Martin Henry | The gimmickry of ministers back to school
Since he can't change them, he's going to train them. Like enraptured Peter on the Mount of Transfiguration impulsively calling out for the building of three tabernacles, corruption-bruised Andrew, in the euphoria of breaking ground for a mere 212 NHT-serviced lots over in Trelawny, announced that he was making it mandatory for all members of his Cabinet to undergo training in good governance and best practices, this as a measure to safeguard against corruption.
"I believe that I will have to put through my Cabinet, and make it a standing practice, that all members of Cabinet are exposed to good-governance training and practices so that there is no misunderstanding of the roles, so that they are thoroughly seized of what we need to do to ensure that we are able to fulfil the very mandate that we have set," the prime minister threw out.
He noted that corruption has resulted in the downfall of many regimes across the globe. "This business of good governance and anti-corruption is a serious matter. It is a wave sweeping across the world, and it is a wave that has swept out governments. I do not intend it to affect our Government," Holness said.
Training is the all-powerful cure for all performance ills. But as a trainer myself, I've always argued that if ignorance is not the problem, training is not the solution. At least not training in knowledge and technical skills.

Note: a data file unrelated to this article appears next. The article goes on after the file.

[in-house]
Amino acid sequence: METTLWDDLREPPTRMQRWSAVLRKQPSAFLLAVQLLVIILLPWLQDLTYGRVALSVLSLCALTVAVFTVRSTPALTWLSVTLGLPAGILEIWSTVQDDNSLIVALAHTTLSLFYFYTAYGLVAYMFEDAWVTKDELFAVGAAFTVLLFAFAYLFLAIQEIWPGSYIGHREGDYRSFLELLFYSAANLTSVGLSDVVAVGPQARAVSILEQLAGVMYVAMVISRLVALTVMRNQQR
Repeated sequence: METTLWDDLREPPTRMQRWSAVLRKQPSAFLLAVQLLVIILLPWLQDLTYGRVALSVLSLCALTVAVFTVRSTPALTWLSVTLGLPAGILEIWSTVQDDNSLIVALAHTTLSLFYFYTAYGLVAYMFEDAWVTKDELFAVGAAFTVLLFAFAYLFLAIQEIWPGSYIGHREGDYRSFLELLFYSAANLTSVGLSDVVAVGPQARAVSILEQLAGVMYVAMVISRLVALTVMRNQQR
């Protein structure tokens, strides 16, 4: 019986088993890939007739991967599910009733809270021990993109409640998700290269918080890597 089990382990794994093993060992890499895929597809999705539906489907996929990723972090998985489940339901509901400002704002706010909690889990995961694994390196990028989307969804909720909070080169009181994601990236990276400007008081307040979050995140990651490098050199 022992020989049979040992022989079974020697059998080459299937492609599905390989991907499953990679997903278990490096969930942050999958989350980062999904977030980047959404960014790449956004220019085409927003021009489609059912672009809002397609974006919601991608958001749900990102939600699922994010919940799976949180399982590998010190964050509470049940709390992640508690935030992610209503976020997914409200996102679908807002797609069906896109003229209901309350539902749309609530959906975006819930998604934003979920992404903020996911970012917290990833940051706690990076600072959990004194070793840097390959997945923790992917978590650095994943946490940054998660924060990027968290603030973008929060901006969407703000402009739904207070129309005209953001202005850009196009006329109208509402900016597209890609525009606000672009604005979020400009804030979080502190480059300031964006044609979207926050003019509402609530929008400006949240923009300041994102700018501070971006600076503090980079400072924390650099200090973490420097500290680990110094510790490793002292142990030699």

Since the announcement, the prime minister has been busy on his trip to Namibia and South Africa, while still outing fires at Petrojam, literally one of the most flammable places in the country. We will see what comes of this tabernacle-building project when he gets back.
So are the boys and girls of the Cabinet going to wear uniforms? In which case, I would recommend the national primary-school uniform: navy blue tunics and white blouses for the girls, with white socks, and khaki for the boys.
With a couple of twists: The girls should be required to wear Westwood straw hats and ribbons in the colours of the flag, and the boys should be required to wear short pants and knee-high socks cuffed at the top as I had to do in my first three years in high school. And they will need a Cabinet school tie, which should have the
Petrojam logo on it. There's a lot lurking behind this prime ministerial proposition to train Cabinet ministers to behave themselves and to govern properly. First of all, and glaringly so, is the tacit inference that they are not doing so now. And so we have a corruption-prone and incompetent Government. But votes could take care of that as I'm sure the Opposition would be only too happy to assert.
Then, who is this parent prime minister to arrange these mandatory extra lessons for these Cabinet children? The prime minister, with a growing bag of portfolios, between the OPM and the Ministry of Economic Growth and Job Creation, plus oversight responsibility for all the other corruption-prone, poor management ministers as chief of Cabinet, and a clear ignorance of constitutional democracy revealed in his training announcement, will need extra training. Provided by whom, please? Whoever that is immediately assumes superior authority to the prime minister and the entire Government of Jamaica. A coup d'Ètat, not by the army, but by the trainer!